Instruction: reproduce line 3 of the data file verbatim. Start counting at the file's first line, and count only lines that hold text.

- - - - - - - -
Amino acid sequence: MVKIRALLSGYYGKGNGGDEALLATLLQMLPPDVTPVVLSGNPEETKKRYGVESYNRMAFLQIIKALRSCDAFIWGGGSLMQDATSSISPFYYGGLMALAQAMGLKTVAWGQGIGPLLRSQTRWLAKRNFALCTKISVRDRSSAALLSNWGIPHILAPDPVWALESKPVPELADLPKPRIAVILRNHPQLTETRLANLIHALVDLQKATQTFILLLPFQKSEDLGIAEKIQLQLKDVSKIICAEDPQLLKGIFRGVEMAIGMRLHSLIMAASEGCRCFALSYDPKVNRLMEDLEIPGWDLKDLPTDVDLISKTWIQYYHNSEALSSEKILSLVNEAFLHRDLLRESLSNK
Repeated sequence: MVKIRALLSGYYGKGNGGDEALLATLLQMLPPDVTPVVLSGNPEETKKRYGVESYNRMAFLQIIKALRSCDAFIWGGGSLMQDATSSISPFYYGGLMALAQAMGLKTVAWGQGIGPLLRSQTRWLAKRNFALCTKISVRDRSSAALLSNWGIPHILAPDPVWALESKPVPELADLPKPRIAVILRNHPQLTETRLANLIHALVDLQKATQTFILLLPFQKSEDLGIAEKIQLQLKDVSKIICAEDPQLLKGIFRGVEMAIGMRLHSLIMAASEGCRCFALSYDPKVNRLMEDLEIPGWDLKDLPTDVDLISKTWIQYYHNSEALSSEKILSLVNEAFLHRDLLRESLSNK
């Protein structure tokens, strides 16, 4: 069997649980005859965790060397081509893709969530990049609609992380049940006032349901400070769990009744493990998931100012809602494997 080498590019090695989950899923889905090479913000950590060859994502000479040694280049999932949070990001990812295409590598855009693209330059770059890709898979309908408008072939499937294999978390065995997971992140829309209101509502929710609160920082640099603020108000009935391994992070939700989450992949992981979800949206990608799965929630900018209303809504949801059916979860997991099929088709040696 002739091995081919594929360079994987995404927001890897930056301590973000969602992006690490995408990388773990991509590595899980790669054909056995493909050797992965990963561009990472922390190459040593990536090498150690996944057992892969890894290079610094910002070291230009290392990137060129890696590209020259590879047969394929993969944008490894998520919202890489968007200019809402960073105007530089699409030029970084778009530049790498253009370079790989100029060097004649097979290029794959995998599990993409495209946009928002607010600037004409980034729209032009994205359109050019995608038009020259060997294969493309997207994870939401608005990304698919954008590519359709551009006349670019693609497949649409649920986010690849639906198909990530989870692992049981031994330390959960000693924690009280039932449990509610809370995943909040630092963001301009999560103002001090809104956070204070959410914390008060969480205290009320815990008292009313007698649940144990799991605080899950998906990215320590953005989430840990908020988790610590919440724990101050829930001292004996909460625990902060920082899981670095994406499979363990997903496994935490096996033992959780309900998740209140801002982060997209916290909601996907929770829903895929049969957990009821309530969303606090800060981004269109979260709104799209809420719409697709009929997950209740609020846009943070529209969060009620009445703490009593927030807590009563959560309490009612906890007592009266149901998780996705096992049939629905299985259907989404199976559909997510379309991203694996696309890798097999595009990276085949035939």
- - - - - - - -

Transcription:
């Protein structure tokens, strides 16, 4: 069997649980005859965790060397081509893709969530990049609609992380049940006032349901400070769990009744493990998931100012809602494997 080498590019090695989950899923889905090479913000950590060859994502000479040694280049999932949070990001990812295409590598855009693209330059770059890709898979309908408008072939499937294999978390065995997971992140829309209101509502929710609160920082640099603020108000009935391994992070939700989450992949992981979800949206990608799965929630900018209303809504949801059916979860997991099929088709040696 002739091995081919594929360079994987995404927001890897930056301590973000969602992006690490995408990388773990991509590595899980790669054909056995493909050797992965990963561009990472922390190459040593990536090498150690996944057992892969890894290079610094910002070291230009290392990137060129890696590209020259590879047969394929993969944008490894998520919202890489968007200019809402960073105007530089699409030029970084778009530049790498253009370079790989100029060097004649097979290029794959995998599990993409495209946009928002607010600037004409980034729209032009994205359109050019995608038009020259060997294969493309997207994870939401608005990304698919954008590519359709551009006349670019693609497949649409649920986010690849639906198909990530989870692992049981031994330390959960000693924690009280039932449990509610809370995943909040630092963001301009999560103002001090809104956070204070959410914390008060969480205290009320815990008292009313007698649940144990799991605080899950998906990215320590953005989430840990908020988790610590919440724990101050829930001292004996909460625990902060920082899981670095994406499979363990997903496994935490096996033992959780309900998740209140801002982060997209916290909601996907929770829903895929049969957990009821309530969303606090800060981004269109979260709104799209809420719409697709009929997950209740609020846009943070529209969060009620009445703490009593927030807590009563959560309490009612906890007592009266149901998780996705096992049939629905299985259907989404199976559909997510379309991203694996696309890798097999595009990276085949035939």